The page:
(This book cannot be returned.)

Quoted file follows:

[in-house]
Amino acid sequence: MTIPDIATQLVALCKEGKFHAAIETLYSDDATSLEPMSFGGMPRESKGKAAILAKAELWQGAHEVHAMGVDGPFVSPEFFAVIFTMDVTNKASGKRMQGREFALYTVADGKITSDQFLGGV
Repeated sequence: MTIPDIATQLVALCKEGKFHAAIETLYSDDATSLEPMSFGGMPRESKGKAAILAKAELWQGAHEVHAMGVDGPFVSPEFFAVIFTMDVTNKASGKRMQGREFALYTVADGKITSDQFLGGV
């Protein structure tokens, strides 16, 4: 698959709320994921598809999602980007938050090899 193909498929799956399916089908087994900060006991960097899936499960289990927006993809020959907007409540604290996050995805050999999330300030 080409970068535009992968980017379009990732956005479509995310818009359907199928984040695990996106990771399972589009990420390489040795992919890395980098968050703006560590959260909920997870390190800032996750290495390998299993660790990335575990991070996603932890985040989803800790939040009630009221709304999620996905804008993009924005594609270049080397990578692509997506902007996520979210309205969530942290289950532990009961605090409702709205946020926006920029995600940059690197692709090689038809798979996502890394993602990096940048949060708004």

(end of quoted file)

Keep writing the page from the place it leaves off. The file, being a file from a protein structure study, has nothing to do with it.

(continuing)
In London in 1965, Anil Nayar made history by becoming the first Indian to gain world champion status in his sport when he captured the Drysdale Cup, the prize awarded to the winner of the event then regarded as the world championship tournament for juniors in squash. This newly released biographical memoir on his life and sports career written by Jean Nayar, the star player's wife, traces Nayar's groundbreaking journey from Punjab to Cambridge to Bombay to New York City over the course of his four-decades-long career, which brimmed with accolades and champion titles around the globe.It's a sports story, of course, with squash as its centerpiece and fame and honors while playing as a champion at Harvard and around the world as its crowning glory. Beyond sports, however, it's a chronicle of a cross-cultural experience through the lens of the pioneering player as he charted a course through an elite sport and built bridges among people of different cultures and classes. It's also a tale of a man from the Land of Five Rivers uniting with a woman from the Land of 10,000 Lakes to share memories of an exhilarating adventure filled with frictions, tensions, accomplishments, and joys. Widely recognized as India's greatest squash player, Nayar's unlikely story begins in the environs of Bombay's glittering Queen's Necklace, where his family moved to escape the hostilities near the newly minted border between Pakistan and India in the wake of partition when he was just a baby. As a roly-poly child, few would have guessed that the plump and insecure youngster would emerge as a world-class sportsman. But the proximity of his family's home to the renowned Cricket Club of India all but sealed his fate as he strove to shed his excess weight and adolescent anxieties. Laced with the memories of dozens of top players, coaches, family members, and friends, this engaging tale not only provides a valuable record of the role Nayar played in the history of squash but also highlights an ongoing intercultural exchange between India and America that was fostered in part by this pioneering player. It illustrates, too, the champion sportsman's continuing commitment to uplift India's poorest children through sport. Nayar's journey also exemplifies how a person born into a context of hatred and division can choose instead to become a unifier through generosity and high-minded sportsmanship, and this inspiring biography on his life and sports career offers a refreshing counterpoint to today's trends towards regressive nationalism and identity-based hostility in our complex global arena. It is sure to be a refreshing read for sports fans and culture buffs alike.